Sanitizer Can Keep Coronavirus in Hand
Hand sanitizer is perhaps the defining precautionary measure against the spread of coronavirus and COVID-19. Unlike the mask, there does not seem to be much debate or controversy about its usage during this pandemic. In fact, hand sanitizers have been “trending” in public awareness at an exponential rate. According to a report from Fior Markets, demand for hand sanitizers between December 2019 and February 2020 alone increased by 1,400 percent.
According to one study, the hand sanitizer market is expected to increase from $2.7 billion last year to $3.3 billion in 2020 due to heavy demand from hospitals and households.
The infectious coronavirus disease (COVID-19) is transmitted mainly through droplets generated when an infected person coughs, sneezes or exhales. Someone in close proximity can be infected by either breathing in the virus or by touching a contaminated surface and then touching their face. Hand sanitizers have emerged as one of the most effective measures to prevent the spread of COVID-19, especially as people have become more hygiene-aware.
Hand sanitizers reduce risk of respiratory and gastrointestinal infection. As COVID-19 cases began to spread at epidemic proportions, the Center for Disease Control (CDC) stressed the importance of hand hygiene, calling the use of alcohol-based hand rub (ABHR) “a simple yet effective way to prevent the spread of pathogens and infections in healthcare settings.”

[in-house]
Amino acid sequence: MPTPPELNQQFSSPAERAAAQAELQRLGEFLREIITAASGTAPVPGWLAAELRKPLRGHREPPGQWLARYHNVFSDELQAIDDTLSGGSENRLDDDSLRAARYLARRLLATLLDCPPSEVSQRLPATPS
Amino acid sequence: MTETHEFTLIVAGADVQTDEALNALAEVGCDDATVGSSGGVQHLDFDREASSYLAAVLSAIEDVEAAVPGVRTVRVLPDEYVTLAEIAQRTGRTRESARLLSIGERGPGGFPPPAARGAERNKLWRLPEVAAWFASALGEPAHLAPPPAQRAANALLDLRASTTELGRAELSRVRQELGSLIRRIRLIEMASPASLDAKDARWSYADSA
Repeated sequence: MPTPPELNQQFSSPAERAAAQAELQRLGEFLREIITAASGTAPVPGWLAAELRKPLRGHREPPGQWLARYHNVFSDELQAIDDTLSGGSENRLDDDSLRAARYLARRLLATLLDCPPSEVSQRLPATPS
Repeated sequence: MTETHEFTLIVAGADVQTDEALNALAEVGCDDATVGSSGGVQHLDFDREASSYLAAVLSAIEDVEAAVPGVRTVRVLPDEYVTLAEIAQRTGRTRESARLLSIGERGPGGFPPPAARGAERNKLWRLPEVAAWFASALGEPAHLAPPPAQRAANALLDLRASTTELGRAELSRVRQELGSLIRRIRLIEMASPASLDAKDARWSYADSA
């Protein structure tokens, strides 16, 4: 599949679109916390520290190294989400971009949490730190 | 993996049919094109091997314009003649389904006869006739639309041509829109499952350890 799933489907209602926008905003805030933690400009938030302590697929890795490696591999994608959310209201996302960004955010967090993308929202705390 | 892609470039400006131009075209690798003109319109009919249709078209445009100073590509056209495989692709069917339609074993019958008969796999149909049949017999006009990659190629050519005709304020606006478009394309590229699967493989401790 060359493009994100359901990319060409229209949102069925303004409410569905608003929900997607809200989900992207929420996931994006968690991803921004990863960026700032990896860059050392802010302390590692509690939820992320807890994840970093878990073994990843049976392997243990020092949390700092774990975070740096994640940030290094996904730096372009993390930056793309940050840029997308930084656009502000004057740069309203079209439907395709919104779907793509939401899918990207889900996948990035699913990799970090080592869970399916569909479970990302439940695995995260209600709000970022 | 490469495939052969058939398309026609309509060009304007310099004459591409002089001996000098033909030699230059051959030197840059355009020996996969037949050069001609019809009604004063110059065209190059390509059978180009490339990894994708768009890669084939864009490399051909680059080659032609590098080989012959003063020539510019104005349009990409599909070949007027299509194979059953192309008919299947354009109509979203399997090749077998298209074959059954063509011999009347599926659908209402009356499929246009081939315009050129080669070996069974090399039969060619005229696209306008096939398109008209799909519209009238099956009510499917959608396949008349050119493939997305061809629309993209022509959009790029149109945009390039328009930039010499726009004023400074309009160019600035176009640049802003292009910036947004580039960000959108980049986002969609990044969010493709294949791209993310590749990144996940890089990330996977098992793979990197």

The CDC also recommended hand-washing with soap and water for at least 20 seconds (which is why you have been hearing the song, “Happy Birthday” a lot lately). But according to CDC guidelines, “unless hands are visibly soiled, an alcohol-based hand rub is preferred over soap and water in most clinical situations. Hand rubs are (also) generally less irritating to hands and are effective in the absence of a sink.”
This is why hand sanitizer dispensers in public and workplaces have become indispensable amenities for people without access to water or soap to kill possible germs. The alcohol present in the gel, liquid or spray, has been proven to kill bacteria and viruses (the CDC recommends using hand sanitizer with greater than 60 percent ethanol or 70 percent isopropanol).
As the country gradually begins the process of re-opening, it now becomes even more crucial that those who serve the public as well as employers prioritize this simple yet effective COVID-19-prevention and make hand sanitizer accessible to customers and employees.